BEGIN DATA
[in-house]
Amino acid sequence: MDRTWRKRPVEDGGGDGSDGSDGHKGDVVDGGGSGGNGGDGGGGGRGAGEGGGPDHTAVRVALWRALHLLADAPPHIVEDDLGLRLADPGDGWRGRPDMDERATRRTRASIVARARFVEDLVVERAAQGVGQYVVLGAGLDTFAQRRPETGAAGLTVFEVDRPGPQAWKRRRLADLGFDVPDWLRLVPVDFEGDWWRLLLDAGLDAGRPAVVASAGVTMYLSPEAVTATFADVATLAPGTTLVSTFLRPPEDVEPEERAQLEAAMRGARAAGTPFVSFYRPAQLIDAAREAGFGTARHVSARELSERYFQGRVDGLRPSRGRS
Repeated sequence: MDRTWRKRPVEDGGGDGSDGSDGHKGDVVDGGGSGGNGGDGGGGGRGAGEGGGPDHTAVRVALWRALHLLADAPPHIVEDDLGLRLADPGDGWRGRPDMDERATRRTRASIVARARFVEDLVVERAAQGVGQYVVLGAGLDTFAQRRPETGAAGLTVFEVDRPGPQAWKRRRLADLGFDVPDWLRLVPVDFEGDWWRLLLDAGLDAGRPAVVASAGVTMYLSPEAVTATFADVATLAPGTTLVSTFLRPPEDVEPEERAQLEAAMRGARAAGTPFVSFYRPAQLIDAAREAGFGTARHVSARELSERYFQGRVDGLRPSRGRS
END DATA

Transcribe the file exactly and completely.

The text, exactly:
[in-house]
Amino acid sequence: MDRTWRKRPVEDGGGDGSDGSDGHKGDVVDGGGSGGNGGDGGGGGRGAGEGGGPDHTAVRVALWRALHLLADAPPHIVEDDLGLRLADPGDGWRGRPDMDERATRRTRASIVARARFVEDLVVERAAQGVGQYVVLGAGLDTFAQRRPETGAAGLTVFEVDRPGPQAWKRRRLADLGFDVPDWLRLVPVDFEGDWWRLLLDAGLDAGRPAVVASAGVTMYLSPEAVTATFADVATLAPGTTLVSTFLRPPEDVEPEERAQLEAAMRGARAAGTPFVSFYRPAQLIDAAREAGFGTARHVSARELSERYFQGRVDGLRPSRGRS
Repeated sequence: MDRTWRKRPVEDGGGDGSDGSDGHKGDVVDGGGSGGNGGDGGGGGRGAGEGGGPDHTAVRVALWRALHLLADAPPHIVEDDLGLRLADPGDGWRGRPDMDERATRRTRASIVARARFVEDLVVERAAQGVGQYVVLGAGLDTFAQRRPETGAAGLTVFEVDRPGPQAWKRRRLADLGFDVPDWLRLVPVDFEGDWWRLLLDAGLDAGRPAVVASAGVTMYLSPEAVTATFADVATLAPGTTLVSTFLRPPEDVEPEERAQLEAAMRGARAAGTPFVSFYRPAQLIDAAREAGFGTARHVSARELSERYFQGRVDGLRPSRGRS